He apologised to his teammates and said he was “hurt” that they were left in Rio to deal with the consequences. He says he “over-exaggerated” the situation and insists he didn’t lie.
I heard an interview of Armstrong on the radio the other day. If you listen to him talking about his doping, you quickly pick up that the man has not really come to terms with what he did. Armstrong struggles with acknowledging what he has done: “I view this situation as one big lie that I repeated a lot of times,” he said. “I’m sitting here today to acknowledge that and to say I’m sorry for that.”. That’s pretty clear but he also says that without his winning all the cycle races he wouldn’t have raised the profile of cycling to where it is now, nor raised all the millions for cancer sufferers. True.
At our last Authentic Leadership module we talked about the goldfish bowl effect: leaders are magnified the higher up they go.
The weasel words and justification, abstract apologies to select groups or about things you’ve said, do not properly acknowledge the wrong. They are simply part of trying to minimise what you got caught doing.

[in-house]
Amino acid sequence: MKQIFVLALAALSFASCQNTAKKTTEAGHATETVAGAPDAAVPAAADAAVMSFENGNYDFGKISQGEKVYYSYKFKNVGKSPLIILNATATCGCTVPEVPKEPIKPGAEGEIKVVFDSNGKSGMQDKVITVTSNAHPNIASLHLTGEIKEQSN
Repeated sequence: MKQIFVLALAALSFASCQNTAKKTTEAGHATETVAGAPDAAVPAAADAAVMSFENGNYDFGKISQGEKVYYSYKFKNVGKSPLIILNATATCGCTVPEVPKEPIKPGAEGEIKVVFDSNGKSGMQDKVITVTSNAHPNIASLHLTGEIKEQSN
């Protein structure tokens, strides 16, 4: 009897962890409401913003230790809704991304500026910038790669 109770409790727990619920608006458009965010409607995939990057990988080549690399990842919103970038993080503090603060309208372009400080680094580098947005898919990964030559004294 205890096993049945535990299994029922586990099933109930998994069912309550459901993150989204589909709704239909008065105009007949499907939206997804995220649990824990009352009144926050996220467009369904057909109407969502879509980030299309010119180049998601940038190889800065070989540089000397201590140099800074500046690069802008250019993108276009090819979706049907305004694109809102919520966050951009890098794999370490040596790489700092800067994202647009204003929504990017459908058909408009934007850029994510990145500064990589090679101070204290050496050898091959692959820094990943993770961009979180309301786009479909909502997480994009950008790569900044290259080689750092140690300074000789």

If you’ve stuffed up, then acknowledge it and apologise. Leave it for others to find the good in what you did.
On Monday we’ll continue an Authentic Leadership Programme for 18 leaders. There’s a good chance that many of the group coming back together will have been busy – especially busy because of the time out from work on the Programme – to have spent much time focussing on the development work ahead.
I’m feeling a bit like that too. I’ve turned my attention to make sure that the mechanics of the module will work, as you might expect, but getting my head in the right space has had to wait until now.